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Sly Fox

Susan Granger’s review of “Sly Fox” (Barrymore Theater: 2003-2004 season)

Something goes terribly wrong with this revival of Larry Gelbart’s “Sly Fox,” based on Ben Jonson’s 1906 comedy “Volpone.” And it’s a critic’s job to dissect what and why.
Set in San Francisco, “Sly Fox” revolves around a wry, miserly con-man, Foxwell J. Sly, who pretends to be on his deathbed so sycophants will dote on him, making sure they’re his heir.
The subject is avarice, which is certainly relevant these days – what with the Enron, Tyco and Martha Stewart revelations. And as the creator of “M.A.S.H.” and “A Funny Thing Happened on the Way to the Forum,” Larry Gelbart knows his way around comedic situations, as does director Arthur Penn. The ensemble has impeccable credentials: Oscar-winner Richard Dreyfuss, Eric Stoltz, Bob Dishy, Rene Auberjonois, Bronson Pinchot and Professor Irwin Corey. George Jenkins and Jesse Poleshuck’s sets and Albert Solsky’s costumes lend authenticity.
So what went wrong? First, miscasting. Richard Dreyfuss does not have the duplicitous stature and energy of George C. Scott, who propelled the 1976 version into a hit. And his curmudgeon con-man “shtick” shows, particularly when he doubles as the corrupt Judge. Eric Stoltz is charming yet bland as Sly’s manipulative manservant/protégé. Then there’s the discordant time structure and diverse acting styles of the supporting players. The dialogue is contemporary, using terms like “bimbo” and “twit,” yet the costumes suggest turn-of-the-century. As a prostitute, Rachel York does a Mae West imitation, while Elizabeth Berkley (last seen cavorting nude in “Showgirls”) tries unconvincingly, to act pious and prim with her clothes on. Add these miscalculations together, and the greedy delight of “Sly Fox” quickly fizzles.

The Boy From Oz

Susan Granger’s review of “The Boy From Oz” (Imperial Theater 2003-2004 season)

You may never have heard of Peter Allen but you’re not going to forget Hugh Jackman!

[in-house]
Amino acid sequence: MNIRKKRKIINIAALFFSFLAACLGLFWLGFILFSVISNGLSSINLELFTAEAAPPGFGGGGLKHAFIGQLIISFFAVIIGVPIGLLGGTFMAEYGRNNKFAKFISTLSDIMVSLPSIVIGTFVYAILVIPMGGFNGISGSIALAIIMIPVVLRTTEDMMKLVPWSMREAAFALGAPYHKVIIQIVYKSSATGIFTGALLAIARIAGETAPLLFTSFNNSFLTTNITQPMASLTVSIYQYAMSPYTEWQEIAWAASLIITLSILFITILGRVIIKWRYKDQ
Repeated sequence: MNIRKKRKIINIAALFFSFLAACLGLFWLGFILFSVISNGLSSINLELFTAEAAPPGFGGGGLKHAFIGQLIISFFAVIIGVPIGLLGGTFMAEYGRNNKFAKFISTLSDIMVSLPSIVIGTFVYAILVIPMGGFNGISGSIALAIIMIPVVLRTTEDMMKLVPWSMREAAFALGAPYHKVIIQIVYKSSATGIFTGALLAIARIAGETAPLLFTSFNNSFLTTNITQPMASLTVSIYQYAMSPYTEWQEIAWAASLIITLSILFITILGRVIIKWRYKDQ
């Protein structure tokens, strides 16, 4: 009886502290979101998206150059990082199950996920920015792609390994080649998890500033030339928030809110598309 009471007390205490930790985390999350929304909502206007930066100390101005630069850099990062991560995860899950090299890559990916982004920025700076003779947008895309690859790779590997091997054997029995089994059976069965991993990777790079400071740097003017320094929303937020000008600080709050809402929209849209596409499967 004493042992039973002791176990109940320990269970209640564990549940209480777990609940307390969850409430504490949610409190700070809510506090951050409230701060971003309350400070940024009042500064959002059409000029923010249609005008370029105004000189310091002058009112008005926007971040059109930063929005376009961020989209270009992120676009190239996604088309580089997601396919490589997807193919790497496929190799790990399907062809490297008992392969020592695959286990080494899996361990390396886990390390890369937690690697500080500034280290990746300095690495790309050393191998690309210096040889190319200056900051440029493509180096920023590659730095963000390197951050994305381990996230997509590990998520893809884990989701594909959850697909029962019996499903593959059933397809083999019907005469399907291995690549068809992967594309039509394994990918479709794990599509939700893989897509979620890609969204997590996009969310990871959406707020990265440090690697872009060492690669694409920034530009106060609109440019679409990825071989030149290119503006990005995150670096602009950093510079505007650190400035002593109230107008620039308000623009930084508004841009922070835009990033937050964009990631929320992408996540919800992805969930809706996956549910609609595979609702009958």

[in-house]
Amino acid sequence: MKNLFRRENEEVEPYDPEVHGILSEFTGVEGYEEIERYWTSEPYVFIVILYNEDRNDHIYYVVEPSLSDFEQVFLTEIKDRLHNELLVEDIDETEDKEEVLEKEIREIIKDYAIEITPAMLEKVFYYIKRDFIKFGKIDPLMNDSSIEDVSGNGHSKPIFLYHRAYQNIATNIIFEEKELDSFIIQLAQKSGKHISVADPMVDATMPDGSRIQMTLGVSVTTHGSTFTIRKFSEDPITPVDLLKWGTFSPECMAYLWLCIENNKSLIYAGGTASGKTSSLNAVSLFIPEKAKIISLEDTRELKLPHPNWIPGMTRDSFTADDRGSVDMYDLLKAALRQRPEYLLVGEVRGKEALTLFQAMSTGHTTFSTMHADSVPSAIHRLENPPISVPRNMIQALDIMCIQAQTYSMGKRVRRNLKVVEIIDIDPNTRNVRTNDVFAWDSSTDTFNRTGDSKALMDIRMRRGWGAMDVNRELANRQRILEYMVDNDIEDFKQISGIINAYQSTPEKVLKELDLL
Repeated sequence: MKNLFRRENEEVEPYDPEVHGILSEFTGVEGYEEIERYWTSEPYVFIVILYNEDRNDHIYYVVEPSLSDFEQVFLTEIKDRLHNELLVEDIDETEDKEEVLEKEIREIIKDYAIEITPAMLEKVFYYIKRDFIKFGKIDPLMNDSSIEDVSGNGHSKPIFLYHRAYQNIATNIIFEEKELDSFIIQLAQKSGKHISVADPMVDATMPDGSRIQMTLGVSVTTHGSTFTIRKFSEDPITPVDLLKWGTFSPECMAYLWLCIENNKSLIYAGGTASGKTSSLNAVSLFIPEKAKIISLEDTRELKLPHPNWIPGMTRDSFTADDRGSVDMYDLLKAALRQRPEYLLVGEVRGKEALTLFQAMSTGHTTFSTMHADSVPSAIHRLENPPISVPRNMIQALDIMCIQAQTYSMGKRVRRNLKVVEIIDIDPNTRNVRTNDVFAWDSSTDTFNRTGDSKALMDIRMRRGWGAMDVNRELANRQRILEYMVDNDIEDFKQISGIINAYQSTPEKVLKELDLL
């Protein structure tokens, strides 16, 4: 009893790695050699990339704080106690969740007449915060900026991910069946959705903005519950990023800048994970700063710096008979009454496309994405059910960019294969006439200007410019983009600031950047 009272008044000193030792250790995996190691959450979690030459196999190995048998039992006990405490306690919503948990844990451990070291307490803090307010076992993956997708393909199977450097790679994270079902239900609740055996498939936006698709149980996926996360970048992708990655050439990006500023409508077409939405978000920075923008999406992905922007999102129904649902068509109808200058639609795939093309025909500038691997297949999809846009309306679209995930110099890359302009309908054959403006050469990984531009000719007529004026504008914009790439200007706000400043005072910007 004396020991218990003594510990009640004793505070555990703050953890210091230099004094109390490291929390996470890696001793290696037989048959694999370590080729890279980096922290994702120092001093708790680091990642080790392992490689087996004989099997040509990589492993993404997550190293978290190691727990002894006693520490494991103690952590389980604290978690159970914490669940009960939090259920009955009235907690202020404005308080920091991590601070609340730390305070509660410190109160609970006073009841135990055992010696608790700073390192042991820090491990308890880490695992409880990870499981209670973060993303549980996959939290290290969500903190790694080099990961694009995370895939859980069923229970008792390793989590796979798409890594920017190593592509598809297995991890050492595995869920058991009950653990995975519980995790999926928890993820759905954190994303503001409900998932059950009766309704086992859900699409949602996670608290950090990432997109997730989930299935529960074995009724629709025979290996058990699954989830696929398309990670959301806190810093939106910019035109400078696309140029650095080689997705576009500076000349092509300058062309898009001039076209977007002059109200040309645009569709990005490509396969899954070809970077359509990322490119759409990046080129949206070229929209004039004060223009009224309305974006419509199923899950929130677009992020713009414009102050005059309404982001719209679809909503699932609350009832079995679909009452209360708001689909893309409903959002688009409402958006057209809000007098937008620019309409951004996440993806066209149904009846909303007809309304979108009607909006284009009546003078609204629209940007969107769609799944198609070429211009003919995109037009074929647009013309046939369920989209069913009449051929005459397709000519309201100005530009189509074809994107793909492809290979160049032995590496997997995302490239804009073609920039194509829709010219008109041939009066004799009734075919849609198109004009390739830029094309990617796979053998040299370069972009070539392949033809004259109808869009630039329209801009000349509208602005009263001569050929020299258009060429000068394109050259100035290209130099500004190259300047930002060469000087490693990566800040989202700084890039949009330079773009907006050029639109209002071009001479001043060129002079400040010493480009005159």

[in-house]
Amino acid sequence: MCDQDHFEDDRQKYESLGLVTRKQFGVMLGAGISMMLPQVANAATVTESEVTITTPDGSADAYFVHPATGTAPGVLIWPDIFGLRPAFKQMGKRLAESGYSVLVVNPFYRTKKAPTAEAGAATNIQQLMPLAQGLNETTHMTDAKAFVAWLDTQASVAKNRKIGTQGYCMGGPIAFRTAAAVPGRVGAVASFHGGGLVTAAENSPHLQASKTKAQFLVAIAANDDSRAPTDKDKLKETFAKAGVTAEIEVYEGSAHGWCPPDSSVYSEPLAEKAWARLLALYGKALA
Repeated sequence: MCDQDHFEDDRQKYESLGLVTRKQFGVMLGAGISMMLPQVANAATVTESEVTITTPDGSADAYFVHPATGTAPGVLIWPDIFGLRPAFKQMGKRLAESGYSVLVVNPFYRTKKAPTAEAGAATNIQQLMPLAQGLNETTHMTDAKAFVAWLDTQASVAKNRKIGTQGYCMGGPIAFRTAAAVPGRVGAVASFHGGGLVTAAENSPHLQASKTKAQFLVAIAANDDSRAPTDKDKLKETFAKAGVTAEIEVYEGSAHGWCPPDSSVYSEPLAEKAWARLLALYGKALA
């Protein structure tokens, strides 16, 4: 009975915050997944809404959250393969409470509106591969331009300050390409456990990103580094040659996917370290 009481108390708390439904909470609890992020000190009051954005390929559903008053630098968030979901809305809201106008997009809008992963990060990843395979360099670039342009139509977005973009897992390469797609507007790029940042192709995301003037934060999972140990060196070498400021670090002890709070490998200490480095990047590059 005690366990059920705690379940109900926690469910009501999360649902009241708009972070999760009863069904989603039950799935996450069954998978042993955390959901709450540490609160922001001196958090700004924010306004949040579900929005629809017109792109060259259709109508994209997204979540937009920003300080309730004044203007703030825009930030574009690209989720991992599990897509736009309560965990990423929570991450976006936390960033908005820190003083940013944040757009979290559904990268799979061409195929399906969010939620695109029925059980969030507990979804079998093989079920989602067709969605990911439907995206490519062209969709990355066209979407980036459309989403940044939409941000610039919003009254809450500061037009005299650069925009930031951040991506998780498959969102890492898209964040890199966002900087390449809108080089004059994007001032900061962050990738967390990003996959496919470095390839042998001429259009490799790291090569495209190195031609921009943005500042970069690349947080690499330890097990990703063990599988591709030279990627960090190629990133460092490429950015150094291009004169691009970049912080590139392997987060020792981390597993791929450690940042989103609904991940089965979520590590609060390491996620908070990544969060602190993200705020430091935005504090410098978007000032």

Best known to movie audiences as Wolverine in “X-Men,” Hugh Jackman is pure magic playing Allen, the wry Australian singer/songwriter who fled from the Outback to find fame and fortune as Judy Garland’s opening act and Liza Minnelli’s first husband. Along the way, he won an Oscar for writing the “Arthur” theme song and sold out two weeks at Radio City Music Hall. Then came “Legs Diamond,” his big Broadway flop. In 1992, at age 48, Allen died of AIDS.
The book, music, lyrics, direction and choreography of this $10 million musical are unabashedly mediocre. Particularly disappointing is how pivotal questions about Peter Allen’s marriage vs. his flamboyant homosexuality are obscured by writer Michael Sherman, along with the emotional scars of his father’s suicide. On the other hand, the real Peter Allen always preferred romance to reality, and Hugh Jackson is such a campy crowd-pleaser that his playful performance makes buying a ticket worthwhile. Isabel Keating is convincing as Judy Garland and Stephanie J. Block is spunky as Liza Minnelli. Beth Fowler is touching as Allen’s mother, as is Jarrod Emick as his doomed lover, and Mitchel David Federan scores as Allen-as-a-child.
Peter Allen’s songs – “I Go to Rio” and “Don’t Cry Out Loud” – are memorable as is Joey McKneely’s flashy choreography, Robin Wagner’s inventive sets, William Ivey Long’s glittery costumes, Donald Holder’s lighting and Philip William McKinley’s staging. The bottom line is this: Hugh Jackman is a far better performer than Peter Allen ever was and he’s the reason to see “The Boy from Oz” on Broadway. If Hugh Jackman doesn’t win a Tony, the ballots were rigged!